St Vincent by St Vincent
After 2012’s excellent Love This Giant with the inimitable David Byrne, I was very excited to see where Annie Clark was headed next, musically. The influence of that collaboration is definitely evident here, some of the synth basslines even echoing the funky horns of that record. I also feel the influence of the other David B here though: maybe it’s my bias, but it’s hard not to hear some Bowie in this album. From Clark’s glam-invoking dress and hairdo on the cover, to the lyrical focus on futurism and detachment, a dedication to cutting-edge musical textures, and even the melody of I Prefer Your Love, which, to my ear, echoes Ashes to Ashes quite closely in the verses.
I also wouldn’t be surprised if St Vincent has been reading some Marshall McLuhan (or again, maybe that’s just me) as well: “When people turn the TV on it looks just like a window” she lilts in Digital Witness, a response to our internet-saturated, “pics or it didn’t happen” modern reality. All of this amid the buzzing, whirring, and outright rocking of Clark’s tight, sparse arrangements and her own displays of guitar virtuosity and fearless vocal prowess. Look, I just really like this record okay!
Close to the Glass by The Notwist
The Notwist, despite their somewhat experimental approach to instrumentation and texture, have a fairly mellow sound. I didn’t even notice when they became one of my favorite bands: more and more often, I just kept returning to their albums, until I happened to notice one day they had quietly snuck into my most played tracks on iTunes. This is to say, if you aren’t immediately gripped by this album, give it a little time. listen to it again. It’s a grower.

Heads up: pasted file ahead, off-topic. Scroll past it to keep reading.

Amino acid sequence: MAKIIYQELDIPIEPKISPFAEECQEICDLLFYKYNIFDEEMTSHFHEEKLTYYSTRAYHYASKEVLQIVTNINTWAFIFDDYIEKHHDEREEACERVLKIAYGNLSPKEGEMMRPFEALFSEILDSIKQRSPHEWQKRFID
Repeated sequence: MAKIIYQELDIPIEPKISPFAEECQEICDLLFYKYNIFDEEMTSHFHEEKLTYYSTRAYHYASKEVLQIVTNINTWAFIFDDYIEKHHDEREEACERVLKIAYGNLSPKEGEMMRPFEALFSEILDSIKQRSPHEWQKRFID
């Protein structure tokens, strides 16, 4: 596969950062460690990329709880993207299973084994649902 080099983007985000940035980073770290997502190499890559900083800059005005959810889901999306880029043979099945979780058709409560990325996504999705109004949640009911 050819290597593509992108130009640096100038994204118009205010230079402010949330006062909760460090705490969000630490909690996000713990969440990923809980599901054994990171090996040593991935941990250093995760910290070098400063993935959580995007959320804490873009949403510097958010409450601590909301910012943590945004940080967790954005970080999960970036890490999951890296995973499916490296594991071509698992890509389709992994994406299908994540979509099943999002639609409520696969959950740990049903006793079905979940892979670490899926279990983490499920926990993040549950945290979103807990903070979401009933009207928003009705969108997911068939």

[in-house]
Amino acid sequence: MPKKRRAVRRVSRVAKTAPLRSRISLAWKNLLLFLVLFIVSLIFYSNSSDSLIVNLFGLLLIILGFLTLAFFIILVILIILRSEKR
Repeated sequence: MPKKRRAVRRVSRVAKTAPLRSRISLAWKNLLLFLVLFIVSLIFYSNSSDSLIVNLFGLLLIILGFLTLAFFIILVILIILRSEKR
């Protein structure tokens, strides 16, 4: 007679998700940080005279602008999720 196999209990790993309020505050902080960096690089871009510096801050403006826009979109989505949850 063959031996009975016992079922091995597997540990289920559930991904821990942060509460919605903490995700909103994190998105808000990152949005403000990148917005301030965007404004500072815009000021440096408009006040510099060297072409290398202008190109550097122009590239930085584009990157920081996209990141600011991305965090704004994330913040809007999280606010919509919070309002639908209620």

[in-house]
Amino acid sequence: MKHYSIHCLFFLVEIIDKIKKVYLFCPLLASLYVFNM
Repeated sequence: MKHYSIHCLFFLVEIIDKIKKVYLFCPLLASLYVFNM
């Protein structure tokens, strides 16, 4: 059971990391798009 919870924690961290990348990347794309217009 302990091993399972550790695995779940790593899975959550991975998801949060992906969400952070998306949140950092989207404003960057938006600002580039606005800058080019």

On this record, The Notwist continue to hone their buzzing, clattering, electro-tinged indie pop, sounding both more electronic and a little poppier than their last effort. With six years and numerous side projects between that album and this, The Notwist sound refreshed and ready to make this album. After the appropriately-titled beeps and boops of Signals, and the cut-up samba of the title track, we come to Kong, a slice of absolutely immaculate guitar-pop, featuring a previously-unheard falsetto from frontman Markus Acher. The lyrics are a little hard to make out through Acher’s German accent, but there’s something in there about a superhero’s ghost– deciphering is part of the appeal with these guys, to me. Which is not to say there isn’t meaning to be had here. Later, in Casino, Acher croons one of my favorite lyrics in recent memory: “After a life in the casino / we know that gambling is a joke / to say ‘I’m not here for the money’ / is just another word for broke.” If you like this record, be sure to also check out their 2002 breakthrough, Neon Golden.
Did you like these albums? Hate them? Just feel sort of indifferent? let me know!